Prosecutors revealed that Mohammed Hamzah Khan, 19, of suburban Chicago, had tried to take his 17-year-old sister and his 16-year-old brother with him to join the Islamic State in the Middle East. The head of US forces in Europe said more rotational troops are needed to address security challenges in Eastern Europe. The US is establishing a new task force to assist Iraqi military forces prepare for a major spring offensive against the Islamic State. Gen. Odierno, the US Army chief of staff, said the effort to defeat the Islamic State will take three to four years.




The State Department warned to US citizens in the Middle East to be vigilant, following an online jihadist threat against American and international schools. In its latest report on the Afghan war, the Pentagon said violence in Afghanistan fell by 30 percent between April and August, but warned that insurgent sanctuaries in Pakistan and Afghan reliance on coalition air support present challenges.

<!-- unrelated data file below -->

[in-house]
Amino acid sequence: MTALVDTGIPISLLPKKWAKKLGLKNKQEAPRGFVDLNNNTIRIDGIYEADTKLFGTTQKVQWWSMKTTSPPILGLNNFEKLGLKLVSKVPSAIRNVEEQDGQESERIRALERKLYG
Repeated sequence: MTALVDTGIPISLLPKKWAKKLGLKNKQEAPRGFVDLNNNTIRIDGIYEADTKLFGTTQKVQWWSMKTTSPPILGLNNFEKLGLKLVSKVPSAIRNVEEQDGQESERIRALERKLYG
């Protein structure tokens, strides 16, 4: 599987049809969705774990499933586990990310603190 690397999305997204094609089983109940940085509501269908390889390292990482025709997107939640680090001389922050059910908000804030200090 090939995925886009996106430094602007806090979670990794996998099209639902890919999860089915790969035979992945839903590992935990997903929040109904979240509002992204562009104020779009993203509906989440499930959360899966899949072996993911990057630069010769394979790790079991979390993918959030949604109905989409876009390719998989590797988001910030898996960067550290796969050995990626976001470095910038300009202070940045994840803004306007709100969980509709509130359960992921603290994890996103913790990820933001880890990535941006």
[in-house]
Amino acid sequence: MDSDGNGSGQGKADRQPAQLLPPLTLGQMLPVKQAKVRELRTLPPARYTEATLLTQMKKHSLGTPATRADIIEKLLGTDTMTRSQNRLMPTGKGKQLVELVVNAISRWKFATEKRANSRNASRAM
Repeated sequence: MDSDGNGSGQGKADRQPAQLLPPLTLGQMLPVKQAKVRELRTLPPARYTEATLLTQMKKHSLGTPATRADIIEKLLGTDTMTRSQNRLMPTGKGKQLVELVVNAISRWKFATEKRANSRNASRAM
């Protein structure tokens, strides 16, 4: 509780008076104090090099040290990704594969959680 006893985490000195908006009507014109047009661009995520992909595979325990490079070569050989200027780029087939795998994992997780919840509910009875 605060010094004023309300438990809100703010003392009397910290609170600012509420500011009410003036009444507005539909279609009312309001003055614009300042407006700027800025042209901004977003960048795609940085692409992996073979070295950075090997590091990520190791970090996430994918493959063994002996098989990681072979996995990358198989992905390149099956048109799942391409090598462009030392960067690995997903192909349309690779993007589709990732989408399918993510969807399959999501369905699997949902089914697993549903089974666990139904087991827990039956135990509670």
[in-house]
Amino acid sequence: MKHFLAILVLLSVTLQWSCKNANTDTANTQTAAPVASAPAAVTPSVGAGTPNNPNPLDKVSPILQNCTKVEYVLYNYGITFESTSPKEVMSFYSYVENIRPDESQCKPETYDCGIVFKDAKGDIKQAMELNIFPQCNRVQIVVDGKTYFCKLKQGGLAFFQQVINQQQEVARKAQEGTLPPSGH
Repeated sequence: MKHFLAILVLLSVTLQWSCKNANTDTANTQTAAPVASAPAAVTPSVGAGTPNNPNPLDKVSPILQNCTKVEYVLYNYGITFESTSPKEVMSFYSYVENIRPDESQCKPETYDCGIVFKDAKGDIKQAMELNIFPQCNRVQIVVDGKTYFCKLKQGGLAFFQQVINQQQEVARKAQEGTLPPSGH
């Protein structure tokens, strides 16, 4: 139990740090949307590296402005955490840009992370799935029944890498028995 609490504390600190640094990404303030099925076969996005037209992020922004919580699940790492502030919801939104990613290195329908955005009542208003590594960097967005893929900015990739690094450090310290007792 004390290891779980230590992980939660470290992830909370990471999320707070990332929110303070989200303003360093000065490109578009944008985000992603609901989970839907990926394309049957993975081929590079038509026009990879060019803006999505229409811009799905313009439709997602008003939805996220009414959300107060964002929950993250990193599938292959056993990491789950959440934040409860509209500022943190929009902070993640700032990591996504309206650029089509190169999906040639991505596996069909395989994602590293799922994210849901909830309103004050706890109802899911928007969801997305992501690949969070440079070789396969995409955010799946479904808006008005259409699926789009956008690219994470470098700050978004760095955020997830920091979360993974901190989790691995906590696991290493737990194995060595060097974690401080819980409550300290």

Gen. Dempsey, chairman of the Joint Chiefs of Staff, said US advisers should be deployed to Iraq's Anbar province, where Iraqi troops are battling the advance of the Islamic State. US officials said that the rate of foreign fighters flowing into Syria, about 1,000 per month, is remaining constant; this appears to be the case despite the US air campaign against the Islamic State in Syria and US requests to Turkey to help stem the flow of foreign fighters. US officials also said that 20 to 30 former Gitmo detainees have joined the Islamic State or other jihadist groups in Syria. Donald Ray Morgan, 44, of North Carolina, was charged with attempting to join a terrorist organization; in August he had tried to travel to Syria to join the Islamic State.




The Homeland Security Department said security will be stepped up around federal government buildings in Washington and in other US cities due to the threat of terrorism. Robel Phillipos, a friend of Boston Marathon bombing suspect Dzhokhar Tsarnaev, was convicted of lying to investigators.